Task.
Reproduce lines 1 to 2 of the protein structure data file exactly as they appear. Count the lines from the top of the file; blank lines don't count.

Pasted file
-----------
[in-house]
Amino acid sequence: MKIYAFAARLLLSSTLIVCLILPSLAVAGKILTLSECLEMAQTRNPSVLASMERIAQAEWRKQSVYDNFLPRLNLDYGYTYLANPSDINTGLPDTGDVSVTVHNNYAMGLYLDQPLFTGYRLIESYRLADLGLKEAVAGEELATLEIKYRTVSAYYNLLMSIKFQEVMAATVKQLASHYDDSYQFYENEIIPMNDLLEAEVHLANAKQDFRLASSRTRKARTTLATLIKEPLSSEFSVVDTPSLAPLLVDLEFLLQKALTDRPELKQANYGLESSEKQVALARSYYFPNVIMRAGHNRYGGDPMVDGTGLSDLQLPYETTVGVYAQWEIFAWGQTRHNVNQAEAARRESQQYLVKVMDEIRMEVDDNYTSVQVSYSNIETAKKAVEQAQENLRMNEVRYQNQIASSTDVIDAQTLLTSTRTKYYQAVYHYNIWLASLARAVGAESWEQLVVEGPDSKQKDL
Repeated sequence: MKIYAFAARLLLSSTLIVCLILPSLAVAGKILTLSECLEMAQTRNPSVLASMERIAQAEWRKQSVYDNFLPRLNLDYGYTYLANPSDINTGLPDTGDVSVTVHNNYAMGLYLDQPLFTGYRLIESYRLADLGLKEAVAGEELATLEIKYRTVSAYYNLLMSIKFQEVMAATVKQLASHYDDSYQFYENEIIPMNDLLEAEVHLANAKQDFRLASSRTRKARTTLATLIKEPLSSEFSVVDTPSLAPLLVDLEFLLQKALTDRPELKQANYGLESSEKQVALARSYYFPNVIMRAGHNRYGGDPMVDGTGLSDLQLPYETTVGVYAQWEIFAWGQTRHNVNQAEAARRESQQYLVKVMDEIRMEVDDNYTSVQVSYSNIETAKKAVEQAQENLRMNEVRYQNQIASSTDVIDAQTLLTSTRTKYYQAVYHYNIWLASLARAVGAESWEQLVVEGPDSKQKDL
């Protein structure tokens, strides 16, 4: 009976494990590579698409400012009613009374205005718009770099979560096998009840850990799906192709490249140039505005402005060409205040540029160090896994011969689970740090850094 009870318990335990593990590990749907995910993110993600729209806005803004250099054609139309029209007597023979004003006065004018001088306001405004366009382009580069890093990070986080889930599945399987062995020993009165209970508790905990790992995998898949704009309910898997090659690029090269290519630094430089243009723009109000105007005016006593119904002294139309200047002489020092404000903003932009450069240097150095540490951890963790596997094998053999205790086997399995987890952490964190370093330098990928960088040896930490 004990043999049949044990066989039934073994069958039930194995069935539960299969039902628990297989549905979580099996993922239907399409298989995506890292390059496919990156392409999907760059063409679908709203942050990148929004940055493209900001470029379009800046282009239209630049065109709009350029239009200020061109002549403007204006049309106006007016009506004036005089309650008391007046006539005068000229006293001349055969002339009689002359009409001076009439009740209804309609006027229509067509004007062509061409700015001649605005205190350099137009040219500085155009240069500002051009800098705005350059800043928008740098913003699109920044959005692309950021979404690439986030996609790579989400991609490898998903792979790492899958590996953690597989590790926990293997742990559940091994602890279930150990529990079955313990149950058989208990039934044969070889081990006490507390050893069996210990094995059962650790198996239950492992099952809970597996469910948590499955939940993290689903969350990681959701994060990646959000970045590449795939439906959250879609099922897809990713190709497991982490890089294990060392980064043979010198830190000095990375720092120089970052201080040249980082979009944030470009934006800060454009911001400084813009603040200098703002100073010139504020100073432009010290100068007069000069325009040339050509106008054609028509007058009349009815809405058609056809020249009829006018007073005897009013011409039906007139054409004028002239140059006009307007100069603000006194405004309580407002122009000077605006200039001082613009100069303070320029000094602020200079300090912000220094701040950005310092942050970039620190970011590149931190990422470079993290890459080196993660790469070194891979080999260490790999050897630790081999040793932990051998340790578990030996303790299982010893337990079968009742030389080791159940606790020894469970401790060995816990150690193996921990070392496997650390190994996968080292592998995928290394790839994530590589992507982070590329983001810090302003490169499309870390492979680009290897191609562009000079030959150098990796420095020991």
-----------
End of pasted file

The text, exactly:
[in-house]
Amino acid sequence: MKIYAFAARLLLSSTLIVCLILPSLAVAGKILTLSECLEMAQTRNPSVLASMERIAQAEWRKQSVYDNFLPRLNLDYGYTYLANPSDINTGLPDTGDVSVTVHNNYAMGLYLDQPLFTGYRLIESYRLADLGLKEAVAGEELATLEIKYRTVSAYYNLLMSIKFQEVMAATVKQLASHYDDSYQFYENEIIPMNDLLEAEVHLANAKQDFRLASSRTRKARTTLATLIKEPLSSEFSVVDTPSLAPLLVDLEFLLQKALTDRPELKQANYGLESSEKQVALARSYYFPNVIMRAGHNRYGGDPMVDGTGLSDLQLPYETTVGVYAQWEIFAWGQTRHNVNQAEAARRESQQYLVKVMDEIRMEVDDNYTSVQVSYSNIETAKKAVEQAQENLRMNEVRYQNQIASSTDVIDAQTLLTSTRTKYYQAVYHYNIWLASLARAVGAESWEQLVVEGPDSKQKDL